So let's re-use part of the service.

In the defaultEndpoint method, let's change the concatData function to make a call to the service, to return the average fluffiness of the cats!

Code below:

var concatData = function (amount, callback) {

    var dataToReturn = 'Phil has ' + amount.toString() + ' cats! The average fluffiness is: ' + CatService.fluffiness().toString();

    if (dataToReturn) {
        callback(null, dataToReturn);
    } else {
        callback('Data to return failed to process', null);
    }

};

You can see we've added:

The average fluffiness is: ' + CatService.fluffiness().toString();

to the dataToReturn string. Ideally I would add another async waterfall method and handle it properly, but this is just for demonstration purposes.

Now, we are using the CatService.fluffiness() function in multiple places. If I needed to change the function to return a scale from 1 - 20, it would be simple, I could edit it in one place in the controller and modify the tests that test it accordingly. Whereas if I used multiple Math.floor((Math.random() * 10) + 1); functions, they would be harder to find (in large applications there could be many, many places that would need a change, combing through code leads to errors) and they would unlikely be tested.

Now we can start to see the benefits of using services.

Let's test it again using mocha or node app.js in the browser:

{
message: "Phil has 7 cats! The average fluffiness is: 10"
}

Woo!

Now let's make extra use of the new service composition by writing a test for it.

Step 4 - Testing the service

Now, let's create a file tests/CatServiceTest.js.

Because we are testing the service directly and not the API we can get rid of Supertest, API and Expect from our imports.

For our imports, we simply include Chai's assertion module and the CatService file with the code below:

var assert = require('chai').assert;
var CatService = require('../services/CatService.js');

Now what do we want to test?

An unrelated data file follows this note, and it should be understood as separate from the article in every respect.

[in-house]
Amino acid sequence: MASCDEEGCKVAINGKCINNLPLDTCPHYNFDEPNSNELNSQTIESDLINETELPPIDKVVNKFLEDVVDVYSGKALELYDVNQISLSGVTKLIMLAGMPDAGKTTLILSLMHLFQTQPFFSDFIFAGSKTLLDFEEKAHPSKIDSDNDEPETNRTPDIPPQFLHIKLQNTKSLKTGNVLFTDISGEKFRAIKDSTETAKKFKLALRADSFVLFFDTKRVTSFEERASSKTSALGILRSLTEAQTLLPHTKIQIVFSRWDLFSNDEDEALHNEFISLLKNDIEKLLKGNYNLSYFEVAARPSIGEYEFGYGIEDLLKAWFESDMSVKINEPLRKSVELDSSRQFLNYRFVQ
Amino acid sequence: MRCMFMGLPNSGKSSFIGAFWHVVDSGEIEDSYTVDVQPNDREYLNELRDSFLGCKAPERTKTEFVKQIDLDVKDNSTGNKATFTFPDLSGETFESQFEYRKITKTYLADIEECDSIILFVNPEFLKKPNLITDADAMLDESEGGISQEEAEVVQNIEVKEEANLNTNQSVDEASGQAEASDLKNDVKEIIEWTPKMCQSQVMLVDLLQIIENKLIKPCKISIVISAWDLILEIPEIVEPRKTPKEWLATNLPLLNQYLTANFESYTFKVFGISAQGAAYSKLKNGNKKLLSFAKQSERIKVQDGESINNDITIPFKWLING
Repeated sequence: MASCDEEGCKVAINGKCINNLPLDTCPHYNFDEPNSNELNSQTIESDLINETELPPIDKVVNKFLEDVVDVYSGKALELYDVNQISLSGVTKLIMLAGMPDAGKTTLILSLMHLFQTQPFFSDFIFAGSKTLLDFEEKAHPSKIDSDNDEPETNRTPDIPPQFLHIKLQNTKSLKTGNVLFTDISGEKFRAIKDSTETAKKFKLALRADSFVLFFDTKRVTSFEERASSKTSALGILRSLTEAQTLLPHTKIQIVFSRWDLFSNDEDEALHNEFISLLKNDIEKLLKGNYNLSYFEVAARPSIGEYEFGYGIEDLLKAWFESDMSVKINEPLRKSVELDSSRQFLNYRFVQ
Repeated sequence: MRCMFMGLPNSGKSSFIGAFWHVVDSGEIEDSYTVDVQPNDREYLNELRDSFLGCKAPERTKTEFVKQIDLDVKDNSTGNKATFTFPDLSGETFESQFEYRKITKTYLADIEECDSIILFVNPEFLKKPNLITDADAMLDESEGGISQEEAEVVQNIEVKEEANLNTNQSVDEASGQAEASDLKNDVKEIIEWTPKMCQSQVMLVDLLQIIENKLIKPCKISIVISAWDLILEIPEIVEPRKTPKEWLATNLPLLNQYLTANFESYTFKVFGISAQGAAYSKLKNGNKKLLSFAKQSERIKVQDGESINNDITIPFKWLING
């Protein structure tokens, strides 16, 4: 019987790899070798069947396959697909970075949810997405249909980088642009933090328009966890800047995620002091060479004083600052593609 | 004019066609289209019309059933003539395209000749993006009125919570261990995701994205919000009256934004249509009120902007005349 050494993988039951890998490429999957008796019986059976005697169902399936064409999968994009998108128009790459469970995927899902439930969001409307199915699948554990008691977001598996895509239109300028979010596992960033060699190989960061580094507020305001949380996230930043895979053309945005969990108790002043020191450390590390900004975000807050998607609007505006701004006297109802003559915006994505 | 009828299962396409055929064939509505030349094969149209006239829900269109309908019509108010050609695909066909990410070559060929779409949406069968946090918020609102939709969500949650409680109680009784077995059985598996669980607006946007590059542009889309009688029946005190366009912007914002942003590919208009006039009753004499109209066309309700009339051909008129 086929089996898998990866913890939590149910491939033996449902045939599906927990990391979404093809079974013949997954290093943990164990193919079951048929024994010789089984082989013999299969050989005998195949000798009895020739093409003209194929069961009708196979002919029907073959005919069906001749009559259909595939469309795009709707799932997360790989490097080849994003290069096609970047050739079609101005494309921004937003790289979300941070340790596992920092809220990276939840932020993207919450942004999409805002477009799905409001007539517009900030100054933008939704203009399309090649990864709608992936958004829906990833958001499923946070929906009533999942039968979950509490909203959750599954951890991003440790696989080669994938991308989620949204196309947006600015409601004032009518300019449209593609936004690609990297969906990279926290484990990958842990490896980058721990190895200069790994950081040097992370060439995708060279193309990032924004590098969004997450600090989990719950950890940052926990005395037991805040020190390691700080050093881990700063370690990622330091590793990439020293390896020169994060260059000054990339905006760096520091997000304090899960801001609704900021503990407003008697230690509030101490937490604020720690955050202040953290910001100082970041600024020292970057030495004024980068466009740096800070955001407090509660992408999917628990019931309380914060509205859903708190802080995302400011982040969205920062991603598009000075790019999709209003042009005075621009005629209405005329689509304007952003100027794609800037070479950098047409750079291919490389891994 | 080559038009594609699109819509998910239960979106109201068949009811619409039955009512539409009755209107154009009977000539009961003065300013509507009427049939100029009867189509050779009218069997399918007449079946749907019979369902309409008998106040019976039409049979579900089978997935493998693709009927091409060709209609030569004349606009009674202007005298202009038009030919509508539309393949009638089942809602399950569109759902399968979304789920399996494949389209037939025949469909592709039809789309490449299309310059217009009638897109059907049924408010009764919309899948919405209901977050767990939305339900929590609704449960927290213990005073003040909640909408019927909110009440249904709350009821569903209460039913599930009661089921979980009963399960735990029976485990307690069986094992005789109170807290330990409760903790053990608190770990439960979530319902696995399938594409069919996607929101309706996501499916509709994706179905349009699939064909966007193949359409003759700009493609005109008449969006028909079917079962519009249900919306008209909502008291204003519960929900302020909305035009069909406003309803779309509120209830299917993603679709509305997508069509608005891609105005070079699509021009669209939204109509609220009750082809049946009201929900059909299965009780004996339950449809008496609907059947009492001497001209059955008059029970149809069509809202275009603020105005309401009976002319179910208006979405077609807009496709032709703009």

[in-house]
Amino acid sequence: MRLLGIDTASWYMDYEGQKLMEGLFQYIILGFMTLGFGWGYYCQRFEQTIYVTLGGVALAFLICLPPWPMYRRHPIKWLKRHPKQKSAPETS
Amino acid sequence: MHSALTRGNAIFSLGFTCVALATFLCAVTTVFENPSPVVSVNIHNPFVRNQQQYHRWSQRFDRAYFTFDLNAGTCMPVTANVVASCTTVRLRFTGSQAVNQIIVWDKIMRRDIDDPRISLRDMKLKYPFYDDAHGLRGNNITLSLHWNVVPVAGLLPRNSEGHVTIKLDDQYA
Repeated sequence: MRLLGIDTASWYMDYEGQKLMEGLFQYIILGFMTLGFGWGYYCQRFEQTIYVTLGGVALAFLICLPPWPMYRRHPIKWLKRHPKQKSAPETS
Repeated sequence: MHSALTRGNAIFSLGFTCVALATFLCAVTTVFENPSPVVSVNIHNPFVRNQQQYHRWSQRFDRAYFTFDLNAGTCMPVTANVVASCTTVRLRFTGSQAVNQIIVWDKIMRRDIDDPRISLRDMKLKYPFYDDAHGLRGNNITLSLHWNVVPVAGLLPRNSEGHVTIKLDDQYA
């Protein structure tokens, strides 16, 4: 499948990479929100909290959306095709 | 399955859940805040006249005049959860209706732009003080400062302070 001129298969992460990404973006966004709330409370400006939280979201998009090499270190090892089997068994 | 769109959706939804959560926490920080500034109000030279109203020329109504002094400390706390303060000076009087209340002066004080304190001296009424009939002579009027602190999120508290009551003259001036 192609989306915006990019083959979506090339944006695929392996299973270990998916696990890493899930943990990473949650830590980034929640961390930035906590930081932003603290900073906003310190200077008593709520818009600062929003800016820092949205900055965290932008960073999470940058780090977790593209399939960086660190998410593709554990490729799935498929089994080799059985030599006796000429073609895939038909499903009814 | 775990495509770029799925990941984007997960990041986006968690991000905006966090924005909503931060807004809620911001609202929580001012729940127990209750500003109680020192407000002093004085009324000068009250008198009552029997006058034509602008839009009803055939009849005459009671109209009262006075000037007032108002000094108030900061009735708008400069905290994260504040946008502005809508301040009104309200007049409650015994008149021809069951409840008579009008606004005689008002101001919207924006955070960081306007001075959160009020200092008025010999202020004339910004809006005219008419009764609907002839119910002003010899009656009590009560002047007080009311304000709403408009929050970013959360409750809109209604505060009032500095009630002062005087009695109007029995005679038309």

Basically we want to ensure that the amountOfCats function returns a number between 1 and 10. We do this below, using a similar pattern to the previous tests in the other part of the tutorial.

describe('amount of cats', function () {

    it('returns value between 1 and 10', function (done) {

        var amountOfCats = CatService.amountOfCats();

        assert(amountOfCats > 0, 'amountOfCats greater than 0');
        assert(amountOfCats <= 10, 'amountOfCats less than 10');

        done();
    });

});

Pretty standard! We describe and state what the test case should do, call the CatService.amountOfCats() method and assert that it's value is between 1 and 10.

We can then essentially duplicate the code for the fluffiness() method:

describe('fluffiness', function () {

    it('returns value between 1 and 10', function (done) {

        var fluffiness = CatService.fluffiness();

        assert(fluffiness > 0, 'fluffiness greater than 0');
        assert(fluffiness <= 10, 'fluffiness less than 10');

        done();
    });

});

And if we run mocha we should see:

 amount of cats
    ✓ returns value between 1 and 10

fluffiness
   ✓ returns value between 1 and 10

get main endpoint
  ✓ responds with 200

get cat add endpoint
  ✓ responds with 200


4 passing (37ms)

All is working! Woo.

Summary

Nice, we refactored our app to use a service, improving the code quality!

As usual, please comment or tweet me if you have any questions.

See all the parts below:

Part 1 - Basic server with test

Part 2 - Using controllers and basic async operations

Part 3 - Integrating models, Mongoose and MongoDB

And the code on Github here.

Phil Hudson